Organise a diving holiday
CPA doesn’t have official holidays organiser. Up to individual members. Volunteers usually highly welcomed, but can be hassle. Benefit is you get to go where you want. Also, as holidays not strictly club/committee events, doesn’t have to be club-members first, so if you’ve diving friends not in CPA, invite them along first. Can be cheaper too – some operators let you go free if, say, 12 places booked. More usual to split free place and discount each trip, but up to organiser and those going. As long as done very openly, shouldn’t cause bad feeling – bad idea to be secretive. Club can act as “bank”. Each deposit paid to club then single club cheque to tour operator. Note club will not subsidise trip. Organiser responsible for ensuring net zero balance to club. Good idea to deputise some jobs. Getting commitment can be hard. Not worth planning by committee – you’re doing legwork so just decide where & when suits you then see who else wants to go. Advise you take significant deposit cheques even before holiday booked. Makes sure the “yes” is real. Bank cheques if get enough numbers; return them if fizzles through lack of interest. Decide what style holiday is. Relaxed family one or serious diving one? Affects choice of resort, acceptable price level, time of year, and type of accommodation. Once decision to go ahead, good idea to make dates well known to avoid others trying to plan different one at same time. Finally, make sure covered for operator problems or unplanned cancellations. Can get into serious trouble if others lose money on trip you’re organising.
Prove qualifications when abroad
SAA affiliates to CMAS, so SAA qualifications recognised all over world. Make sure you take qualification logbook and medical certificate. Should be all you need. If preferred, can get a “c-card” from SAA, like credit card with photo and quals on. Means can’t lose logbook etc. If diving in deeper/more extreme conditions, very good idea to take ordinary logbook along to show experience. May help get you into better diving. Some operators insist on charging for “orientation” dives before doing serious stuff. Claim it’s to be sure you’re safe diver, but just an extra-earner scam really. Only avoidance is to get confirmation in writing before going that not needed. Little you can do once there but pay up.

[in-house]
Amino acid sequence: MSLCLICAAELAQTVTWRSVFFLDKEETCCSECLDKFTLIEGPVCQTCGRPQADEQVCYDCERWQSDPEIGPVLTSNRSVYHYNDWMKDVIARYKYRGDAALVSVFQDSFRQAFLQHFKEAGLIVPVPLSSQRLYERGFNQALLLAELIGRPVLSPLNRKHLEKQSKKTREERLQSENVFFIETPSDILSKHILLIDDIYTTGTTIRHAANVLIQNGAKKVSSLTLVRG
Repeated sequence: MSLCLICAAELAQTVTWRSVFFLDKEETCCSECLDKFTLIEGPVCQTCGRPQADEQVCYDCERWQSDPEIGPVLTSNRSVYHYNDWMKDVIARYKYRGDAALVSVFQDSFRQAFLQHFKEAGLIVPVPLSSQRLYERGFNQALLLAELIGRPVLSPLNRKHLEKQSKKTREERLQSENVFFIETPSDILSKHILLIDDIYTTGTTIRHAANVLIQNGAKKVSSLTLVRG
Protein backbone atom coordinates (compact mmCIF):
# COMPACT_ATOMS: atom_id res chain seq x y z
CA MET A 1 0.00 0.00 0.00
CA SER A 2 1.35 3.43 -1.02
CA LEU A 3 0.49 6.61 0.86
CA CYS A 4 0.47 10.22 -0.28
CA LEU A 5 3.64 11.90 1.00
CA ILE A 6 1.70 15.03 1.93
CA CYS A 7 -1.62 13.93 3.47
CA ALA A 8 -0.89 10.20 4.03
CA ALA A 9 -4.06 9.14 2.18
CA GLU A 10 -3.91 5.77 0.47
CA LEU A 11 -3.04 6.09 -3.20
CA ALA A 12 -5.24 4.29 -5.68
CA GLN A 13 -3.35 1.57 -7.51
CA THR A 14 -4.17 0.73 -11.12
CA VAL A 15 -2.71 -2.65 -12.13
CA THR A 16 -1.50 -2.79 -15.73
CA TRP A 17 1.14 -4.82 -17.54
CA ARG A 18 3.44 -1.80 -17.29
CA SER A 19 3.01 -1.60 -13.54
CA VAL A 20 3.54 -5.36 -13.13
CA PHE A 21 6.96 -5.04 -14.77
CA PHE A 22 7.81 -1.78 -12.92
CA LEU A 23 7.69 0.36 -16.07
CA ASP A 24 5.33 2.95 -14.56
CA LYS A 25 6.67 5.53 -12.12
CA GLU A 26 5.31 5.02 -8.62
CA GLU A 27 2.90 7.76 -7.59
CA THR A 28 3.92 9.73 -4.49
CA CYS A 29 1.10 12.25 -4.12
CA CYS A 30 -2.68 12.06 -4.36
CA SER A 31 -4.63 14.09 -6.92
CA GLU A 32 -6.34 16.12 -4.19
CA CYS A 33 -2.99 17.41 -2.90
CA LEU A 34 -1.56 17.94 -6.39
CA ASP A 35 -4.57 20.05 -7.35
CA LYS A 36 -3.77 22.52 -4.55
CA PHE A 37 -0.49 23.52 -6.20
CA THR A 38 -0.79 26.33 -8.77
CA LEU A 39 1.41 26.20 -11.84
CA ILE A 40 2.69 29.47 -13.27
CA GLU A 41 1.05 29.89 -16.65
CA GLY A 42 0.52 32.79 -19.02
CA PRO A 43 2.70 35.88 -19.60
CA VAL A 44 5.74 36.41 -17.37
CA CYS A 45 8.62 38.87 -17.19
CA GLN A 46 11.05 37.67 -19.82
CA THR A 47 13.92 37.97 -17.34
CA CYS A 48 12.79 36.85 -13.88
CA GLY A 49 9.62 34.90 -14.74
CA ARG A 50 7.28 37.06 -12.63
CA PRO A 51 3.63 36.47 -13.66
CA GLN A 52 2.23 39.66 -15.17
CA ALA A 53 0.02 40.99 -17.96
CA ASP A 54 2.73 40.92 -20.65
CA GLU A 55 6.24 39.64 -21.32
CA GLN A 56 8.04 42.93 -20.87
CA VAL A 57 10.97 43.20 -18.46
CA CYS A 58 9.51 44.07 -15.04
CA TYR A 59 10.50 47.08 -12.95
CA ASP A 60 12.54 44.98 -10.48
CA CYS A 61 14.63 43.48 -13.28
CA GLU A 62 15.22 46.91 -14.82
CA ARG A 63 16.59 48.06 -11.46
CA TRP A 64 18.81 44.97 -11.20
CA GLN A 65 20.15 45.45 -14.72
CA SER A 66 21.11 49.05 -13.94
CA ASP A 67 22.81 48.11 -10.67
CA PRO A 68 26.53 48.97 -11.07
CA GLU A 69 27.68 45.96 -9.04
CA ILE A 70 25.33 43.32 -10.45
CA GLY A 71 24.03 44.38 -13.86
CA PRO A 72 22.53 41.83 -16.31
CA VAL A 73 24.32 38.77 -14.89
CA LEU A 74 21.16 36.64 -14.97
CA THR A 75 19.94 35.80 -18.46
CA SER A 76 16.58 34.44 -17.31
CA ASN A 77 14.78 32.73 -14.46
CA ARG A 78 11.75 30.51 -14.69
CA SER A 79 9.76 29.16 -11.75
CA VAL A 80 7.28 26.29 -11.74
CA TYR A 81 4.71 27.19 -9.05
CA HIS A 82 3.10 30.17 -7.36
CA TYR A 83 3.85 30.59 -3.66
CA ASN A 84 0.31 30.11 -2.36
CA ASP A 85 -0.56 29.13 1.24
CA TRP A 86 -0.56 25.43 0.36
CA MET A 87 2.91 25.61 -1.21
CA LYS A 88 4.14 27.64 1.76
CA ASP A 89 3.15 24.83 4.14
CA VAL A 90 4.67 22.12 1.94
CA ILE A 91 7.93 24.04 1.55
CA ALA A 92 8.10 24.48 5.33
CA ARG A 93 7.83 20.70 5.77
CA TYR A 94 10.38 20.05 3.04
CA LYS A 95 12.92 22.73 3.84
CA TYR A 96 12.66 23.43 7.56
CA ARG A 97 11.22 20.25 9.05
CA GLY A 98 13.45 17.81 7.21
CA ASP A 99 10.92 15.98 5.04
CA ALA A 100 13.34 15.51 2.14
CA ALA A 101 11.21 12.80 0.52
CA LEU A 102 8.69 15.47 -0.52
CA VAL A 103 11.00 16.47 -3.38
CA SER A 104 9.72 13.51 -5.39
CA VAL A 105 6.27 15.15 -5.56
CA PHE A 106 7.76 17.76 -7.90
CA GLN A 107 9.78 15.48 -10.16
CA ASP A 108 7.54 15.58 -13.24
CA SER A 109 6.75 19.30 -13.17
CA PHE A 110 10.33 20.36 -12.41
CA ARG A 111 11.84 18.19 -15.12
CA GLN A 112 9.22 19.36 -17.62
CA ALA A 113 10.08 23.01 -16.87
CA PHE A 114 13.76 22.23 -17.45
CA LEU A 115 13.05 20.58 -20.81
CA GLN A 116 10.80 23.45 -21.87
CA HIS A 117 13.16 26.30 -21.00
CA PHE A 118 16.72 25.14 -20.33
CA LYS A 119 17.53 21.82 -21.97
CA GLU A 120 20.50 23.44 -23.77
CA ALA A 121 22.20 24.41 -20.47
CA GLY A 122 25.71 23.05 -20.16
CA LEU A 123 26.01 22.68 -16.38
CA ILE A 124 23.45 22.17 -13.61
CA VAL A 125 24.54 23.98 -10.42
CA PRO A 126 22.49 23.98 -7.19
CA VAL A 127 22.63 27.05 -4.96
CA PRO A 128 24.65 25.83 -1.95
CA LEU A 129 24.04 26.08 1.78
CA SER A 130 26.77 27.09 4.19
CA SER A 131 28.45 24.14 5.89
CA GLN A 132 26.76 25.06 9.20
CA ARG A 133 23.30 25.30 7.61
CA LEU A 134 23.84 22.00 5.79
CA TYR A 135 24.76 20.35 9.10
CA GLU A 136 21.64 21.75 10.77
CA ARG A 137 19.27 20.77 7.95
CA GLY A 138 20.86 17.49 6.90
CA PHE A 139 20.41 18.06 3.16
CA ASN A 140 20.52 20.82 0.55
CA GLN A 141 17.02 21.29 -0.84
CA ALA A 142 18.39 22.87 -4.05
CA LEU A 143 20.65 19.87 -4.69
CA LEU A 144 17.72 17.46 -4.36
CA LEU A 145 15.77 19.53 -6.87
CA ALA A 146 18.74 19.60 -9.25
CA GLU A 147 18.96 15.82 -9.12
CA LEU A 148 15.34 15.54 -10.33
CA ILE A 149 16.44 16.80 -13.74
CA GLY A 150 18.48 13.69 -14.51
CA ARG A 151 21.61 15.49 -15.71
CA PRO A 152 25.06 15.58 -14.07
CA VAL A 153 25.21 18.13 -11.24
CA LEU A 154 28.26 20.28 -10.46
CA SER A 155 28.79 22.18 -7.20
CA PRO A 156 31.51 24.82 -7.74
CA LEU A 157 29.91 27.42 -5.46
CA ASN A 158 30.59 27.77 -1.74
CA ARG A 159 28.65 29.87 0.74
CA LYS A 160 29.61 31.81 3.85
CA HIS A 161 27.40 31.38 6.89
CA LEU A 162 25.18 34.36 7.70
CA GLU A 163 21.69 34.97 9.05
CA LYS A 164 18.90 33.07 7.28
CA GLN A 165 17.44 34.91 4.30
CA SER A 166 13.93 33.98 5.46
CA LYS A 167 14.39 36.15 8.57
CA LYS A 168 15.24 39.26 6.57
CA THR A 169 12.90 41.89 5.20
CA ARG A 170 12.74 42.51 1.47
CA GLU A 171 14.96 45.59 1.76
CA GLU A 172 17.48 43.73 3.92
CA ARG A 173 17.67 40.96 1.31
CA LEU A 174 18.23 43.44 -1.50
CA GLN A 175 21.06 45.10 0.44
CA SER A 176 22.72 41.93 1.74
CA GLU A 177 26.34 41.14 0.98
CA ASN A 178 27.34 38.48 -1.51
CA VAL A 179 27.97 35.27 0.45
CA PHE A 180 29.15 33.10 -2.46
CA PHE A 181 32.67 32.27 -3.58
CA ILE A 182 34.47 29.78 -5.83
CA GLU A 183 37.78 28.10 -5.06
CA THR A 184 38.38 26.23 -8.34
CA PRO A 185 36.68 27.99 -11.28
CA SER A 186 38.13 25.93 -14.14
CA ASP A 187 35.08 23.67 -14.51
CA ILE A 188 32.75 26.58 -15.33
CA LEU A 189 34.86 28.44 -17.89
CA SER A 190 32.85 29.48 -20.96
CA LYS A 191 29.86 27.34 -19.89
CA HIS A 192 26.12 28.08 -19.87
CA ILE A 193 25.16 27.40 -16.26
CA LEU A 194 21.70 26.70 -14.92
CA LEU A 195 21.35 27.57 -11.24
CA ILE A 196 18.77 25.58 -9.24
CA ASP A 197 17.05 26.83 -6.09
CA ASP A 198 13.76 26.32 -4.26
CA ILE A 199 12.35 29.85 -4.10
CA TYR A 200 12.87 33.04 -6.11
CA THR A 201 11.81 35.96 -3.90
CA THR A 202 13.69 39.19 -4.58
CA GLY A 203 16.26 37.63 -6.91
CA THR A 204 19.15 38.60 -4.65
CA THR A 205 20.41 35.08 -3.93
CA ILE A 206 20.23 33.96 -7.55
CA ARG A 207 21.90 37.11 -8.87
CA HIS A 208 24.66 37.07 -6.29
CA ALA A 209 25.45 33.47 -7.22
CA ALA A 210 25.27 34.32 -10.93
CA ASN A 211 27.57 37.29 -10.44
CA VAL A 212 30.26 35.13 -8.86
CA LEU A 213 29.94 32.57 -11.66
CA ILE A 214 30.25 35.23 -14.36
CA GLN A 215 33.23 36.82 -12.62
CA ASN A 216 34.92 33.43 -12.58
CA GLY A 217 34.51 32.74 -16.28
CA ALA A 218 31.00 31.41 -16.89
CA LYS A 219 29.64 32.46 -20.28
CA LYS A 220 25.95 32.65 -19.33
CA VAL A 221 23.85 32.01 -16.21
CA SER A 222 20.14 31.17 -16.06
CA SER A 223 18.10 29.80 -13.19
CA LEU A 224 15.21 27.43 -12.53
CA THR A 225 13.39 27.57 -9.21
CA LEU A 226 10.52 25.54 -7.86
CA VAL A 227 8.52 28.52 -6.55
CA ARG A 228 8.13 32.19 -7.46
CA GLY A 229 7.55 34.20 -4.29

Get proof of insurance cover
Some operators (especially American) may want to see proof of 3rd party insurance cover before you dive. D.O. or Secretary can give you copy of SAA indemnity certificate, renewed annually. Explains cover and terms. N.B. only valid for proper SAA members, so be sure you take proof of qualification (see “… Prove qualifications when abroad”) and medical certificate (SAA membership not valid unless medical in date). Many foreign countries have expensive health care. Can be trouble if have problems and not insured. May be refused treatment! Check you have cover, take proof with you (along with max amount payable) and keep handy whenever in risky situations.
Take sensible kit for diving abroad
Suit depends on temperatures and susceptibility to cold of course. Remember dives will be longer. Many OK to dive without suit (or just lycra) above say 27 Celsius, though longer dives need a shortie at least. Below this, at least 3mm needed. Below 24 Celsius, consider long john half of UK semi-dry. Out of season, even in Red Sea, many divers wear dry-suits though rarely essential. Take usual stab & DV if not hiring. Check dive operations has same fittings as you. Most take either international A-clamp or DIN, but some don’t do DIN and occasional German ones don’t do international. Take adapters if unsure. Computers a huge boon in tropical diving. If downloadable to PC, don’t forget may run out of log memory and lose profiles info as can easily fill up memory inside 2 days – so if have something like Aladin PC Mouse don’t forget to take it. If diving under tropical tour packages, leave UK ‘accessories’ behind. Forget goody bags, strobe beacons, DSMBs, certainly lifting bags, and even big knives in non-netted locations like Red Sea, Maldives etc. Good case for leaving gloves behind as encourages you not to touch. Exceptions are if cold, or if (as in Maldives) strong drifts and may need to hang on to rocks. Two torches a good idea only if night dives possible, else take one big bright one or don’t bother. Little ones useless in daylit tropics. Consider using foot-fins then leave boots behind too, but may still need something to protect toes rubbing raw inside fins. Possible to get ear infections in tropics. Best avoidance is to swill ears with fresh water after every dive and dry thoroughly. If known to be susceptible, take special ear-drops (e.g. Boric Acid based “Aurocaine”) to prevent “swimmer’s ear”. Don’t forget most important part of diving kit for tropical holidays is sun protection. Definitely no fun diving with sun-burn.